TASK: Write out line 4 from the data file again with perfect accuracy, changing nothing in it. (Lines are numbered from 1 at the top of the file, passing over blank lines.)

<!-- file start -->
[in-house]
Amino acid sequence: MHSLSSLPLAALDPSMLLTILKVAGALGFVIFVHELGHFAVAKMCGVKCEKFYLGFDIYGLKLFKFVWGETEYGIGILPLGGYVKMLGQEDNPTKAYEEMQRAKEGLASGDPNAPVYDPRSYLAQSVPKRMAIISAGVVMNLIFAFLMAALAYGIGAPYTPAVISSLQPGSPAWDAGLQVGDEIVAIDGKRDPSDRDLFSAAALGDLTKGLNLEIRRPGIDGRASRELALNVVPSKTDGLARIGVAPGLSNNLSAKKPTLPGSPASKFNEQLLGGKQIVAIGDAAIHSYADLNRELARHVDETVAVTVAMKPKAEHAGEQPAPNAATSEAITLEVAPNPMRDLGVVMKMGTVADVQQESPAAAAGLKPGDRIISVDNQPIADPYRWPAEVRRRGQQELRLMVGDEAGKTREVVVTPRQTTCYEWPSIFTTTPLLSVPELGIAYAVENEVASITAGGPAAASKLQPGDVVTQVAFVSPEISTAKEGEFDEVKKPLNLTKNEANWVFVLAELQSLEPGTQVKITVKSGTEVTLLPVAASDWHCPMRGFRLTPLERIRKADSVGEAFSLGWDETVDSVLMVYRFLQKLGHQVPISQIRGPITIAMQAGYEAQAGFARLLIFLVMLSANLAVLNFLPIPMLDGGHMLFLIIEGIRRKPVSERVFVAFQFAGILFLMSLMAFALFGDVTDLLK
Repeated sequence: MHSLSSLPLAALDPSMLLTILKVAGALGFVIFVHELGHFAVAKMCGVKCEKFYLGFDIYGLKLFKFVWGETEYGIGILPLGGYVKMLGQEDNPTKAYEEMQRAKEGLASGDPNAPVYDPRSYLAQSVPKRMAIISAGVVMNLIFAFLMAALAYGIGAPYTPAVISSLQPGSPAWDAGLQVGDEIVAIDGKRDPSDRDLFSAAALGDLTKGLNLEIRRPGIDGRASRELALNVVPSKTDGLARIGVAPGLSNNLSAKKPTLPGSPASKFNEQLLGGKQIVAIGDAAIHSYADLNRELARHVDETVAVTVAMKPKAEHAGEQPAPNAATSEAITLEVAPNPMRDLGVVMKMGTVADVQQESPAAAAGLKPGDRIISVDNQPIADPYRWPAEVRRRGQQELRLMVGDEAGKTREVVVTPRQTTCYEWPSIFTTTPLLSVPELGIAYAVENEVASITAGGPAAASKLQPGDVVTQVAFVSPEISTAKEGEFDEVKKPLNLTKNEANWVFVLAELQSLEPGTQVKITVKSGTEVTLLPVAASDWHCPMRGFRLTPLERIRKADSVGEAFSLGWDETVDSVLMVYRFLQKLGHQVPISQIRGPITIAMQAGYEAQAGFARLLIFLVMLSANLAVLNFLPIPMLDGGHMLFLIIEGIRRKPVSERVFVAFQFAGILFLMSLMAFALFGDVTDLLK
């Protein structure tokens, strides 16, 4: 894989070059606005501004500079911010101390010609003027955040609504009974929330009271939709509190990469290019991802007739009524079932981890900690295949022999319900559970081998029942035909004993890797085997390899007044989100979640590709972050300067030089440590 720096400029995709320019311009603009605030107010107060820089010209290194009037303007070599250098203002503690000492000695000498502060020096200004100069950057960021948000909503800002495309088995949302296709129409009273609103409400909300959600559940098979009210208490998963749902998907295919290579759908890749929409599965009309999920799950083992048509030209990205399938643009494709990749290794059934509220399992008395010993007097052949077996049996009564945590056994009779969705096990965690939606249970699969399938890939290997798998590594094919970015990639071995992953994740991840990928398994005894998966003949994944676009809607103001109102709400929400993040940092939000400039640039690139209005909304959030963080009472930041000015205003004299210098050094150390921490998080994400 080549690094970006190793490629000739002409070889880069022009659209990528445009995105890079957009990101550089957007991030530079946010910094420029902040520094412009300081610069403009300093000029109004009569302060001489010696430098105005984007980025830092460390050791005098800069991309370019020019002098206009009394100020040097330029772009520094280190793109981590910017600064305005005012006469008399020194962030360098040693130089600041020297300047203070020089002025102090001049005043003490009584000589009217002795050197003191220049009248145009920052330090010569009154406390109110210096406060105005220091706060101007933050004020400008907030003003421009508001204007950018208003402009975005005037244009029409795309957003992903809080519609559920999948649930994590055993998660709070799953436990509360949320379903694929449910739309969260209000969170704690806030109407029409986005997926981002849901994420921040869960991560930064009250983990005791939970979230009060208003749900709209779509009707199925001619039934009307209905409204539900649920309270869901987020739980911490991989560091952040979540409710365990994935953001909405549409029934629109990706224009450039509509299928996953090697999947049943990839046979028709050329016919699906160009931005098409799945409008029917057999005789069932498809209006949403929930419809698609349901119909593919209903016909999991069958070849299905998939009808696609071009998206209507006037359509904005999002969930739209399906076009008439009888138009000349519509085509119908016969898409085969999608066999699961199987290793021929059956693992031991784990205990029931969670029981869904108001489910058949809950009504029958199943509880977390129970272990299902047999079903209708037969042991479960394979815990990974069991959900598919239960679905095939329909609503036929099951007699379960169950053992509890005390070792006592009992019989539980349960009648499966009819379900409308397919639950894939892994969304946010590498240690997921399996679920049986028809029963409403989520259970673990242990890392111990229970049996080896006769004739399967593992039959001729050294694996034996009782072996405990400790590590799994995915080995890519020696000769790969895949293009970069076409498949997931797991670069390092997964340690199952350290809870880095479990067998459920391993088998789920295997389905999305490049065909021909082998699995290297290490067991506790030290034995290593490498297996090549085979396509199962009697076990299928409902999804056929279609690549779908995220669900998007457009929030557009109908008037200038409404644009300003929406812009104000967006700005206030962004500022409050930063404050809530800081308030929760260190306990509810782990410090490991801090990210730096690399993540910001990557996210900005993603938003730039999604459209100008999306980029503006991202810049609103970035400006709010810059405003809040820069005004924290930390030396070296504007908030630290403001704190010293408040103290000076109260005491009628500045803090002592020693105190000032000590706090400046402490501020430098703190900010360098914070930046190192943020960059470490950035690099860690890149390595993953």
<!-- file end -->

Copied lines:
């Protein structure tokens, strides 16, 4: 894989070059606005501004500079911010101390010609003027955040609504009974929330009271939709509190990469290019991802007739009524079932981890900690295949022999319900559970081998029942035909004993890797085997390899007044989100979640590709972050300067030089440590 720096400029995709320019311009603009605030107010107060820089010209290194009037303007070599250098203002503690000492000695000498502060020096200004100069950057960021948000909503800002495309088995949302296709129409009273609103409400909300959600559940098979009210208490998963749902998907295919290579759908890749929409599965009309999920799950083992048509030209990205399938643009494709990749290794059934509220399992008395010993007097052949077996049996009564945590056994009779969705096990965690939606249970699969399938890939290997798998590594094919970015990639071995992953994740991840990928398994005894998966003949994944676009809607103001109102709400929400993040940092939000400039640039690139209005909304959030963080009472930041000015205003004299210098050094150390921490998080994400 080549690094970006190793490629000739002409070889880069022009659209990528445009995105890079957009990101550089957007991030530079946010910094420029902040520094412009300081610069403009300093000029109004009569302060001489010696430098105005984007980025830092460390050791005098800069991309370019020019002098206009009394100020040097330029772009520094280190793109981590910017600064305005005012006469008399020194962030360098040693130089600041020297300047203070020089002025102090001049005043003490009584000589009217002795050197003191220049009248145009920052330090010569009154406390109110210096406060105005220091706060101007933050004020400008907030003003421009508001204007950018208003402009975005005037244009029409795309957003992903809080519609559920999948649930994590055993998660709070799953436990509360949320379903694929449910739309969260209000969170704690806030109407029409986005997926981002849901994420921040869960991560930064009250983990005791939970979230009060208003749900709209779509009707199925001619039934009307209905409204539900649920309270869901987020739980911490991989560091952040979540409710365990994935953001909405549409029934629109990706224009450039509509299928996953090697999947049943990839046979028709050329016919699906160009931005098409799945409008029917057999005789069932498809209006949403929930419809698609349901119909593919209903016909999991069958070849299905998939009808696609071009998206209507006037359509904005999002969930739209399906076009008439009888138009000349519509085509119908016969898409085969999608066999699961199987290793021929059956693992031991784990205990029931969670029981869904108001489910058949809950009504029958199943509880977390129970272990299902047999079903209708037969042991479960394979815990990974069991959900598919239960679905095939329909609503036929099951007699379960169950053992509890005390070792006592009992019989539980349960009648499966009819379900409308397919639950894939892994969304946010590498240690997921399996679920049986028809029963409403989520259970673990242990890392111990229970049996080896006769004739399967593992039959001729050294694996034996009782072996405990400790590590799994995915080995890519020696000769790969895949293009970069076409498949997931797991670069390092997964340690199952350290809870880095479990067998459920391993088998789920295997389905999305490049065909021909082998699995290297290490067991506790030290034995290593490498297996090549085979396509199962009697076990299928409902999804056929279609690549779908995220669900998007457009929030557009109908008037200038409404644009300003929406812009104000967006700005206030962004500022409050930063404050809530800081308030929760260190306990509810782990410090490991801090990210730096690399993540910001990557996210900005993603938003730039999604459209100008999306980029503006991202810049609103970035400006709010810059405003809040820069005004924290930390030396070296504007908030630290403001704190010293408040103290000076109260005491009628500045803090002592020693105190000032000590706090400046402490501020430098703190900010360098914070930046190192943020960059470490950035690099860690890149390595993953």